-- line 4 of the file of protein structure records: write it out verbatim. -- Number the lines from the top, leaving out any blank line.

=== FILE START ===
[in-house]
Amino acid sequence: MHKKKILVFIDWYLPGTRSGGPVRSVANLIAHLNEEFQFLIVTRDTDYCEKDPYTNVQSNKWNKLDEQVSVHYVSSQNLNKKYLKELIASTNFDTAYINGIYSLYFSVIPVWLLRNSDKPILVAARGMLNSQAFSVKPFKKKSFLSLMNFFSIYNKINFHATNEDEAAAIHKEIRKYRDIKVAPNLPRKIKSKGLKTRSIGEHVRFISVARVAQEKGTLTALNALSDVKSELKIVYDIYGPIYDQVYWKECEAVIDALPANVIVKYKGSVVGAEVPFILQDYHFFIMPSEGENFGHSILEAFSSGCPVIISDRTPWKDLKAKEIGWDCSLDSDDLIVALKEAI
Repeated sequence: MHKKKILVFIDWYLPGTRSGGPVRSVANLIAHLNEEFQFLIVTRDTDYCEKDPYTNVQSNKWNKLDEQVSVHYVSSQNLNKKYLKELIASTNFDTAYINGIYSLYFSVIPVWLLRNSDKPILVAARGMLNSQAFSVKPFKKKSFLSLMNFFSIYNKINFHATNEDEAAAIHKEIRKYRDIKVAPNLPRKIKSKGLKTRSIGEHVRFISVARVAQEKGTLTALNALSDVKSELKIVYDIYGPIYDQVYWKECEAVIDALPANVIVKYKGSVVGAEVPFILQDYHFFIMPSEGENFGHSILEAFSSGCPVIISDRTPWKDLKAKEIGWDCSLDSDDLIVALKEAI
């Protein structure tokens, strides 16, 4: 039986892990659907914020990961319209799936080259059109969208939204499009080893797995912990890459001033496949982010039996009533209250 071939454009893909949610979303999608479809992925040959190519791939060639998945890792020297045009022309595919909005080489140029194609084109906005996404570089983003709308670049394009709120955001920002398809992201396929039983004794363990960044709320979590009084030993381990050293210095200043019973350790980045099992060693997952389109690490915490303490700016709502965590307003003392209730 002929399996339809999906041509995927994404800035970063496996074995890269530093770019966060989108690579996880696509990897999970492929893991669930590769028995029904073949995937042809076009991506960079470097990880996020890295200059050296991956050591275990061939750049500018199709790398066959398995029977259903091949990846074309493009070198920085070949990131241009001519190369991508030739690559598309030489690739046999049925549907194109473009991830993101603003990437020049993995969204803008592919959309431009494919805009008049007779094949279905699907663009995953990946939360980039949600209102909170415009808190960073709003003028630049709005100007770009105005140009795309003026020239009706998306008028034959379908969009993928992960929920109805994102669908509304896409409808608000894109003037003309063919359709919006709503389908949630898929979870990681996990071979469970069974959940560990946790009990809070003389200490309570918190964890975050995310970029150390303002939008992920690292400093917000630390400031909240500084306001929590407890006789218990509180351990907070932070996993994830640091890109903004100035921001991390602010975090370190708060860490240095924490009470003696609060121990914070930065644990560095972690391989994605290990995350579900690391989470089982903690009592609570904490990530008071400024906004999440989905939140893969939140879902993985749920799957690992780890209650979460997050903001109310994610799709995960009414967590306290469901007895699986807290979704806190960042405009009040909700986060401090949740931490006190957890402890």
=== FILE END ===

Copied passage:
């Protein structure tokens, strides 16, 4: 039986892990659907914020990961319209799936080259059109969208939204499009080893797995912990890459001033496949982010039996009533209250 071939454009893909949610979303999608479809992925040959190519791939060639998945890792020297045009022309595919909005080489140029194609084109906005996404570089983003709308670049394009709120955001920002398809992201396929039983004794363990960044709320979590009084030993381990050293210095200043019973350790980045099992060693997952389109690490915490303490700016709502965590307003003392209730 002929399996339809999906041509995927994404800035970063496996074995890269530093770019966060989108690579996880696509990897999970492929893991669930590769028995029904073949995937042809076009991506960079470097990880996020890295200059050296991956050591275990061939750049500018199709790398066959398995029977259903091949990846074309493009070198920085070949990131241009001519190369991508030739690559598309030489690739046999049925549907194109473009991830993101603003990437020049993995969204803008592919959309431009494919805009008049007779094949279905699907663009995953990946939360980039949600209102909170415009808190960073709003003028630049709005100007770009105005140009795309003026020239009706998306008028034959379908969009993928992960929920109805994102669908509304896409409808608000894109003037003309063919359709919006709503389908949630898929979870990681996990071979469970069974959940560990946790009990809070003389200490309570918190964890975050995310970029150390303002939008992920690292400093917000630390400031909240500084306001929590407890006789218990509180351990907070932070996993994830640091890109903004100035921001991390602010975090370190708060860490240095924490009470003696609060121990914070930065644990560095972690391989994605290990995350579900690391989470089982903690009592609570904490990530008071400024906004999440989905939140893969939140879902993985749920799957690992780890209650979460997050903001109310994610799709995960009414967590306290469901007895699986807290979704806190960042405009009040909700986060401090949740931490006190957890402890």